2 min

Critics question Court Challenges Program renewal

Program must change to reflect evolving legal landscape, some say

The Court Challenges program was instrumental for Michael Leshner and his partner, Michael Stark, who were the plaintiffs in the landmark court case that legalized gay marriage in Ontario on June 10, 2003.  Credit: Jan Becker

Legal scholars and activists are questioning the Liberal government’s plan to reinstate funding for the Court Challenges Program,  which helps fund lawsuits against the federal government when it violates  equality rights guaranteed by the Charter of Rights and Freedoms.

Funding to the program was cut by the Harper government, but reinstated in the recent budget. Money is expected to resume in 2017, after Heritage Canada — the department responsible for the program — concludes consultations.

A backgrounder detailing the program and shared with some stakeholders — including Egale Canada, which received funding from the program for challenges like same-sex marriage — was posted to Twitter and Facebook on April 6, 2016, by legal scholar Kyle Kirkup, who says the proposed program doesn’t seem to address changes in the legal landscape over the past decade.

Under the old program, challenges targeted equal rights violations based on just a few sections of the Charter, such as Section 15, which guarantees equal rights for all, free from discrimination.

But in the last decade, Kirkup says, most successful challenges at the Supreme Court have relied on different sections of the Charter, such as Section 7, which guarantees life, liberty and security of the person. Cases like the Bedford case (which challenged the government’s prostitution laws) or the Carter case (which decriminalized euthanasia) would not have qualified for funding under the old program with its old criteria.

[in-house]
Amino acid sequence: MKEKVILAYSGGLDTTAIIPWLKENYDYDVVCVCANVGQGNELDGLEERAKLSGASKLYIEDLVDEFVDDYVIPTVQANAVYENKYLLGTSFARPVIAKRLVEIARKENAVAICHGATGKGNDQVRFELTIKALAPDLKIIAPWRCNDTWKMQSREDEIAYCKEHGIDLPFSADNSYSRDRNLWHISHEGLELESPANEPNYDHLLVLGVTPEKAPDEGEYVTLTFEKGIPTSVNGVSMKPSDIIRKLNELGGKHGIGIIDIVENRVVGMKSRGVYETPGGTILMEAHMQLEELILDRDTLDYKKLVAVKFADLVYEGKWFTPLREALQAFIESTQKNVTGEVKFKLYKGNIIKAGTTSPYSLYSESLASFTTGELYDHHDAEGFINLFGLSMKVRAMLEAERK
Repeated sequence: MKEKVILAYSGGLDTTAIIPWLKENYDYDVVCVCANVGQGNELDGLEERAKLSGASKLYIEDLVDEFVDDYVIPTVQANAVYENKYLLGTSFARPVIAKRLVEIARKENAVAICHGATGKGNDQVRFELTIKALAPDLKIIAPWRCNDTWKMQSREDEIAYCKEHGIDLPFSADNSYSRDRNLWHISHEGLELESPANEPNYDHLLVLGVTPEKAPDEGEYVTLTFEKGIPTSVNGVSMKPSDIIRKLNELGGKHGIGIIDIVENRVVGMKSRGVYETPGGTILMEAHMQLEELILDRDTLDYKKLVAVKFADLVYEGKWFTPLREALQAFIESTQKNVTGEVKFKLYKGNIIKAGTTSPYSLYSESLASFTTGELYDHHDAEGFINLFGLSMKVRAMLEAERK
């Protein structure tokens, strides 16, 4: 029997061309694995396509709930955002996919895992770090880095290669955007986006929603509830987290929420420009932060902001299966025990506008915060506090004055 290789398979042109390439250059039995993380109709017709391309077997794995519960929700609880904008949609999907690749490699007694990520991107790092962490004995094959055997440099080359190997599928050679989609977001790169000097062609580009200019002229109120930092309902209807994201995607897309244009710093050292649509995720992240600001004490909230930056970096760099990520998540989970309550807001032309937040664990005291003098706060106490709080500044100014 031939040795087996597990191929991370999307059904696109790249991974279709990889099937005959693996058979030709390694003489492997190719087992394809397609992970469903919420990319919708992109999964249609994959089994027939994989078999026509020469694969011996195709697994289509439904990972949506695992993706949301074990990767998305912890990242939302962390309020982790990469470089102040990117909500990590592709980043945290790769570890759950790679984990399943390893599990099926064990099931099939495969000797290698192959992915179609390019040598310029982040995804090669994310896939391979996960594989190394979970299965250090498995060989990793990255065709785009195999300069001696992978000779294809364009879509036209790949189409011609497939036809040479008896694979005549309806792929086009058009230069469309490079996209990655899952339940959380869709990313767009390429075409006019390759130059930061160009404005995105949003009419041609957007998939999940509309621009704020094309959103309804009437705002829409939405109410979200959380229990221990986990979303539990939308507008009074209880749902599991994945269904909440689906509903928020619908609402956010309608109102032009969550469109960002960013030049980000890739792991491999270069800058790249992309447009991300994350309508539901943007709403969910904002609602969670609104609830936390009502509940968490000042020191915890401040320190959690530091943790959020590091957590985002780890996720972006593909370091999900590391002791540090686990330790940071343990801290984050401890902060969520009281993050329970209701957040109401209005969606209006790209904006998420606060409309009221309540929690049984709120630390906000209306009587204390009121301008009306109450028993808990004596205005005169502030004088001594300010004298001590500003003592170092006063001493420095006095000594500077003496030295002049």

Kirkup says the program should be expanded to allow equality cases that also invoke other sections of the Charter of Rights.

“All the action right now for equality seeking groups is happening on Section 7,” Kirkup says. “The Supreme Court has over the last 25 years made it very difficult to argue a Section 15 case. It requires a very technical discussion of comparator groups. It can be very costly to make an argument.”

Kirkup says there hasn’t been a successful Section 15 case tried at the Supreme Court since the Hislop case in 2007, which extended pension claims for same-sex couples. That corresponds with the elimination of the Court Challenges Program in 2006.

But future cases pressing for equal rights for LGBT people may be more easily fought on grounds other than equal rights, Kirkup says.

“You could imagine a future case where the conditions of confinement of trans people in Canadian prisons are challenged under Section 7 [life, liberty and security of the person] and also Section 12 (cruel and unusual treatment). The advocates may decide that the best approach isn’t to argue Section 15,” he says.  

But limiting program funding to Section 15 cases may help develop constitutional law around equal rights, suggests Emmett Macfarlane, a political science professor at the University of Waterloo.

“Too many cases that obviously implicate Section 15 are being challenged under Section 7,” he says. “By providing funding for Section 15 challenges we might see the equality rights jurisprudence eventually advance in the more robust way that advocates hope for.”

Heritage Canada did not provide a direct answer when asked if the government would consider expanding the program if its consultations suggested that it was warranted.

“We are currently consulting key stakeholders to ensure the modernized Program best meets the needs of Canadians,” Simon Rivet, Heritage Canada spokesperson, wrote in an email. “Options will be developed and presented to Ministers further to these consultations.”